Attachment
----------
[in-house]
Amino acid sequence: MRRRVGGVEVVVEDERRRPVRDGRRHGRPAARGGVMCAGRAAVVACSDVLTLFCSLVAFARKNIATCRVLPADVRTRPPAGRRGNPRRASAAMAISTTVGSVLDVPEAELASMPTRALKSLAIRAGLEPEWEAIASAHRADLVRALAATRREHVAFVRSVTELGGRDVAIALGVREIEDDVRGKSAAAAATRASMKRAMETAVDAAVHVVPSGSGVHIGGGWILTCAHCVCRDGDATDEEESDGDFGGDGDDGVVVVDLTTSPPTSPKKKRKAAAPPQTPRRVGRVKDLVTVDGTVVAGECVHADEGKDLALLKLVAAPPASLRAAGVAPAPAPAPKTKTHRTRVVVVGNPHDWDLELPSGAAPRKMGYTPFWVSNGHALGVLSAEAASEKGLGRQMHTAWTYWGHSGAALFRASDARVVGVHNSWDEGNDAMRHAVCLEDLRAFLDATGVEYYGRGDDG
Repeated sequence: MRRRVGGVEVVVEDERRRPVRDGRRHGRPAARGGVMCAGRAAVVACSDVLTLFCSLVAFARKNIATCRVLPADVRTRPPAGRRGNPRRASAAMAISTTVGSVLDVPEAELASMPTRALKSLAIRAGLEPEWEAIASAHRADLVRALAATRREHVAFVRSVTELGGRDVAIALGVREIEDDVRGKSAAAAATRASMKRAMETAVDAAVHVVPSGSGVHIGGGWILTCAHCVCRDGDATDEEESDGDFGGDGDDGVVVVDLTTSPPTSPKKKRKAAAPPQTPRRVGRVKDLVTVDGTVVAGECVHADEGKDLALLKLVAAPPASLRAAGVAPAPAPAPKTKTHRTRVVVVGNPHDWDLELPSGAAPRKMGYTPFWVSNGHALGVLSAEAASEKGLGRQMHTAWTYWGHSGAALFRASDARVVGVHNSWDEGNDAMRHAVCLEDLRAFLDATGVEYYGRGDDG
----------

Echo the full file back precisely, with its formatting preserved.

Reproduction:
[in-house]
Amino acid sequence: MRRRVGGVEVVVEDERRRPVRDGRRHGRPAARGGVMCAGRAAVVACSDVLTLFCSLVAFARKNIATCRVLPADVRTRPPAGRRGNPRRASAAMAISTTVGSVLDVPEAELASMPTRALKSLAIRAGLEPEWEAIASAHRADLVRALAATRREHVAFVRSVTELGGRDVAIALGVREIEDDVRGKSAAAAATRASMKRAMETAVDAAVHVVPSGSGVHIGGGWILTCAHCVCRDGDATDEEESDGDFGGDGDDGVVVVDLTTSPPTSPKKKRKAAAPPQTPRRVGRVKDLVTVDGTVVAGECVHADEGKDLALLKLVAAPPASLRAAGVAPAPAPAPKTKTHRTRVVVVGNPHDWDLELPSGAAPRKMGYTPFWVSNGHALGVLSAEAASEKGLGRQMHTAWTYWGHSGAALFRASDARVVGVHNSWDEGNDAMRHAVCLEDLRAFLDATGVEYYGRGDDG
Repeated sequence: MRRRVGGVEVVVEDERRRPVRDGRRHGRPAARGGVMCAGRAAVVACSDVLTLFCSLVAFARKNIATCRVLPADVRTRPPAGRRGNPRRASAAMAISTTVGSVLDVPEAELASMPTRALKSLAIRAGLEPEWEAIASAHRADLVRALAATRREHVAFVRSVTELGGRDVAIALGVREIEDDVRGKSAAAAATRASMKRAMETAVDAAVHVVPSGSGVHIGGGWILTCAHCVCRDGDATDEEESDGDFGGDGDDGVVVVDLTTSPPTSPKKKRKAAAPPQTPRRVGRVKDLVTVDGTVVAGECVHADEGKDLALLKLVAAPPASLRAAGVAPAPAPAPKTKTHRTRVVVVGNPHDWDLELPSGAAPRKMGYTPFWVSNGHALGVLSAEAASEKGLGRQMHTAWTYWGHSGAALFRASDARVVGVHNSWDEGNDAMRHAVCLEDLRAFLDATGVEYYGRGDDG